Google and Semantics: More Puzzle Pieces Revealed

May 6, 2008

On May 5, 2008, Search Engine Round Table carried an interesting post, “Google Improves Semantic Search”. You can find the post here. The key point is that Google is using truncation “to stem complex plurals”. SEO Round Table points to the Google Groups thread as well. That link is here.

Google’s been active in semantics for a number of years. In 2007, I provided information to the late, great Bear Stearns’ Internet team. Based on my work, Bear Stearns issued a short note about Google’s semantic activity. This document may be available from a Bear Stearns’ broker, if there is one on the job.

An in-depth discussion of five Google semantic-centric inventions appears in Google Version 2.0. This analysis pivots on five patent applications filed in February 2007. A sole inventor, Ramanathan Google, describes a programmable search engine that performs semantic analysis and stores various metadata in a context server. The idea is that the context of a document, a user, or a process provides important insights into the meaning of a document. If you are a patent enthusiast, the five Guha inventions are:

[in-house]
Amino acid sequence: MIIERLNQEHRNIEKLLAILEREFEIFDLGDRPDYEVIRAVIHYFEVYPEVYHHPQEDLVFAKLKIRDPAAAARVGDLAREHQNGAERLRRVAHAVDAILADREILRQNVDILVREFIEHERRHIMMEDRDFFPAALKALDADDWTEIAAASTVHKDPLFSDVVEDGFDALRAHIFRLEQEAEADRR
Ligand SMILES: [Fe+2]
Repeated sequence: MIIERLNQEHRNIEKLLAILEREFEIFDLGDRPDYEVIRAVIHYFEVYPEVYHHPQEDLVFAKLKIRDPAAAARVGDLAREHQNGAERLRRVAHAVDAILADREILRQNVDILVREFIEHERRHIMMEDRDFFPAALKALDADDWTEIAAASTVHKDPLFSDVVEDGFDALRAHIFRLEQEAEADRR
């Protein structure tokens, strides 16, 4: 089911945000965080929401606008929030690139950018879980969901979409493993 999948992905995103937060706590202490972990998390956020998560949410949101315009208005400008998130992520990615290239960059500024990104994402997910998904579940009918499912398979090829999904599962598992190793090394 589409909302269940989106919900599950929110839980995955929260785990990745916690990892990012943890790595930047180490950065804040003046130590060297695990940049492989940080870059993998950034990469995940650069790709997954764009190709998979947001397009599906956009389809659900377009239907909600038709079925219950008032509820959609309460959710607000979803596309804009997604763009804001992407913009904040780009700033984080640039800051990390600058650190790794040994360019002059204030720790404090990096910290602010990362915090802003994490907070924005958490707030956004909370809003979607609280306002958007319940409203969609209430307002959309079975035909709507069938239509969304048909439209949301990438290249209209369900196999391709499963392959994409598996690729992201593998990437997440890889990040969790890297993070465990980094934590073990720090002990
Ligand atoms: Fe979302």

US2007 00386616, filed on April 10, 2005, and published on February 15, 2007 as “Programmable Search Engine”

    US2007 0038601, filed on August 10, 2005, and published on February 15, 2007, as “Aggregating Content Data for Programmable Search Engines”

    US2007 0038603, filed on August 10, 2005, and published on February 15, 2007, as “Sharing Context Data across Programmable Search Engines”

    US2007 0038600, filed on August 10, 2005, and published on February 15, 2007, as “Detecting Spam-Related and Biased Contents for Programmable Search Engines”

    US2007 0038614, filed on August 10, 2005, and published on February 15, 2007, as “Generating and Presenting Advertisements Based on Context Data from Programmable Search Engines”.

These patent documents don’t set a time table for Google’s push into semantics. It is interesting to me that an influential leader in the semantic standards effort invented the PSE or programmable search engine. Dr. Guha, a brilliant innovator, demonstrates that he is capable of doing a massive amount of work in a short span of time. I recall that he joined Google in early 2005, filing more than 130 pages of semantic systems and methods in less than nine months. I grouped these because filing five documents on the same day with each document nudging Google’s semantic invention forward from slightly different angles struck me as interesting.

Stephen Arnold, May 7, 2008


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